Infantile spasms represent a variety of generalized, myoclonic seizure characterized by brief motor spasms affecting the trunk and extremities. These movements are similar to the infantile startle reaction and may involve slight flexion or extension movements of varying degrees. Although each individual spell is momentary, spasms may occur up to hundreds of times daily. Spasms are often not immediately recognized as seizures by parents or health professionals due to the unique and fairly subtle motor manifestations.
Spasms typically present during the first of life, most often between 4 and 6 months of age. The spasms result from underlying neurologic disease in a majority of cases, with tuberous sclerosis, cerebral dysgenesis, and hypoxic-ischemic encephalopathy the most frequently identified causes.
Diagnosis is extablished on the basis of clinical manifestations, although the characteristic EEG finding of hypsarrhythmia is found in up to 80% of cases. Hypsarrhythmia consists of a unique, chaotic pattern of asynchronous, high amplitude slow waves and spikes which is peculiar to this disorder.
Treatment of infantile spasms is problematic, since response to traditional anticonvulsant agents is poor. Parenteral ACTH is generally considered to be first-line therapy. The optimal dose and duration of therapy have not been definitively established, but generally range from 10 to 160 units/m2/day for 4 to 12 weeks (including tapering). Side effects are frequent, including hyppertension, Cushing syndrome, and irritability. High-dose valproic acid or clonazepam may be of benefit in cases refractory to ACTH.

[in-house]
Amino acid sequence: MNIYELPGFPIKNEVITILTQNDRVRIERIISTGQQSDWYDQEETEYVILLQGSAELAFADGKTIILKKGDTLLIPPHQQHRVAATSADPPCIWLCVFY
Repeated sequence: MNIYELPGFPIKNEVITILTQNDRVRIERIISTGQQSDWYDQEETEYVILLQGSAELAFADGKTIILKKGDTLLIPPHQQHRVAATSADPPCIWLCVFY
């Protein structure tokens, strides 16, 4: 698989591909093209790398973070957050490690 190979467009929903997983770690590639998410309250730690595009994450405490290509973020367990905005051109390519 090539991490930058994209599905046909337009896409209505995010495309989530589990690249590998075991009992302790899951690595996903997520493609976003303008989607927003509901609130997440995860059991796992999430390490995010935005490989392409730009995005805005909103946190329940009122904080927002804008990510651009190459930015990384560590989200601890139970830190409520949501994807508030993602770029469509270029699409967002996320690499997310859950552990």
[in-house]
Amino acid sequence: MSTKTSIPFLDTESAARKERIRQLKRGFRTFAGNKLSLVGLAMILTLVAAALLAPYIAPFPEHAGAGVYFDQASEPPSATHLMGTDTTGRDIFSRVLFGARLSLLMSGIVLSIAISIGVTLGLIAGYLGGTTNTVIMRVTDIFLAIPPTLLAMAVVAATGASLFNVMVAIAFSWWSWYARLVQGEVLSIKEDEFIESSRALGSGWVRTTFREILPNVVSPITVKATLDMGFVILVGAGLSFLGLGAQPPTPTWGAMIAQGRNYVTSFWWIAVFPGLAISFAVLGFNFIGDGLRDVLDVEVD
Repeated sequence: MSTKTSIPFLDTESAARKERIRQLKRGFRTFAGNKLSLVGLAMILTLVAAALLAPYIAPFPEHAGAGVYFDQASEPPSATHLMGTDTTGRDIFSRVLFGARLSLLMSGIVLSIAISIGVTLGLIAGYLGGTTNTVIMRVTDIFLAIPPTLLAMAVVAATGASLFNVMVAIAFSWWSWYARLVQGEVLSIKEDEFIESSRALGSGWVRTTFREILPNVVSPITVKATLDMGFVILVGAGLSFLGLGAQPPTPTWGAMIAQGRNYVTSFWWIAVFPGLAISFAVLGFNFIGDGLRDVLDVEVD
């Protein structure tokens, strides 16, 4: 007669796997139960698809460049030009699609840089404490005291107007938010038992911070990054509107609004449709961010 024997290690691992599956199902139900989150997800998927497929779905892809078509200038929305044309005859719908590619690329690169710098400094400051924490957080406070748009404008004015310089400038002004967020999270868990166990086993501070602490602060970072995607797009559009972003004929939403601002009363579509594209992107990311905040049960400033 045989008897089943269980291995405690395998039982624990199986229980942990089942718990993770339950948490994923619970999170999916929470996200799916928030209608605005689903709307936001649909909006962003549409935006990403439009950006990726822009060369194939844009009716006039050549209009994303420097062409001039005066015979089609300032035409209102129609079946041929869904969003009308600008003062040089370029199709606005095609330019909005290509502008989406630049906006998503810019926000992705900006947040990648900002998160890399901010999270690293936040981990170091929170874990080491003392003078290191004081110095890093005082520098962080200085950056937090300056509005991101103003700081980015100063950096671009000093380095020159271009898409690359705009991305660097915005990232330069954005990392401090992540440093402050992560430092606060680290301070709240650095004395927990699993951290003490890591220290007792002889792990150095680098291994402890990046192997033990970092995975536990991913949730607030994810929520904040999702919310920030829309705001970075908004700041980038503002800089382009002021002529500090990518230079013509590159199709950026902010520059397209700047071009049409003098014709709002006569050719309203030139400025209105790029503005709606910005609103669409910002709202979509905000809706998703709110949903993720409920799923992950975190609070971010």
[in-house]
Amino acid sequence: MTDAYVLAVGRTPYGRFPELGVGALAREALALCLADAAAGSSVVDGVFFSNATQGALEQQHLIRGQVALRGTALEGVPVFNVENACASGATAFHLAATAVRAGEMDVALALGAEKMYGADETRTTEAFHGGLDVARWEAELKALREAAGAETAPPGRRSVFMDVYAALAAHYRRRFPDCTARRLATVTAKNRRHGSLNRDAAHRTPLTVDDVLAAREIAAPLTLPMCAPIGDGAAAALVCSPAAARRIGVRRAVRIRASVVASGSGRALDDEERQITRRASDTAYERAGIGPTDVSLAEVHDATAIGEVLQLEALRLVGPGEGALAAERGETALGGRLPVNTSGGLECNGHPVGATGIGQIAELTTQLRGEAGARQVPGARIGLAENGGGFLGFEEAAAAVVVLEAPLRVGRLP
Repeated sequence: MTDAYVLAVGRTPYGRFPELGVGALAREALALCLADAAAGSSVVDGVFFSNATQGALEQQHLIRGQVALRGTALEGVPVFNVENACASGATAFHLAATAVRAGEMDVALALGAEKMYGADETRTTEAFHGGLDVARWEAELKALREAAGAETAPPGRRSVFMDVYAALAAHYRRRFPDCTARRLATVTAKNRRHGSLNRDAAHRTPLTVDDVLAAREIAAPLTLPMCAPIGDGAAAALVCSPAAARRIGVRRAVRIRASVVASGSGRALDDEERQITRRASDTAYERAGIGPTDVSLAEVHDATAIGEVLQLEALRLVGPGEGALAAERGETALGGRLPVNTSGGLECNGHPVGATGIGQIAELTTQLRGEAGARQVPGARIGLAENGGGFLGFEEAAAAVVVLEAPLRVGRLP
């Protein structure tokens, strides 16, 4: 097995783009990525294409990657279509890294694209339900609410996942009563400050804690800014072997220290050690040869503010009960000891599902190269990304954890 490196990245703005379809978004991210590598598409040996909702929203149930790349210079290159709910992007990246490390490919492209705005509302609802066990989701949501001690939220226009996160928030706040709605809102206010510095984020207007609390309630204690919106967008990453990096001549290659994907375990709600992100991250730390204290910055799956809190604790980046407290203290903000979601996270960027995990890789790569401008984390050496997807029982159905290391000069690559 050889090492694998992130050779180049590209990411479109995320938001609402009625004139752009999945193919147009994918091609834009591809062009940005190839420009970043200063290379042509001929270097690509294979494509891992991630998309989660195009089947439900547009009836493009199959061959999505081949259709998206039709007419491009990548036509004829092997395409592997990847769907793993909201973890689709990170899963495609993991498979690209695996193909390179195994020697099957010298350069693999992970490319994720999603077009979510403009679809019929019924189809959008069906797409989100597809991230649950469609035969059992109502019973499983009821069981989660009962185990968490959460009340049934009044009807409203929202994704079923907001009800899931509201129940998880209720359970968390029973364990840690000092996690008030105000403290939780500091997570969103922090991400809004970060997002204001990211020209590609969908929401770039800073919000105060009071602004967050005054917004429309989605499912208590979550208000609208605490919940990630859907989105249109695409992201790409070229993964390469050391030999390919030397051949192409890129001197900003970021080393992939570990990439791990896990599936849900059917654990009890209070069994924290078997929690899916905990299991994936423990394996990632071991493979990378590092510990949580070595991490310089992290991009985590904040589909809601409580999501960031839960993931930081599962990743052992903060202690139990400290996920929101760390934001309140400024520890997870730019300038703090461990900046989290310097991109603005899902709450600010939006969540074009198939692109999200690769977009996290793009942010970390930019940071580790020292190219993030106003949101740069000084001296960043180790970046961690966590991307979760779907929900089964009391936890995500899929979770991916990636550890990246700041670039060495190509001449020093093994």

Children with infantile spasms face considerable risks for long term neurologic morbidity. Moderate or severe neurodevelopmental impairment eventually afflicts up to 95% of children with identified underlying causes for their seizures and up to 60% of those with idiopathic spasms.
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Created: July 25, 1995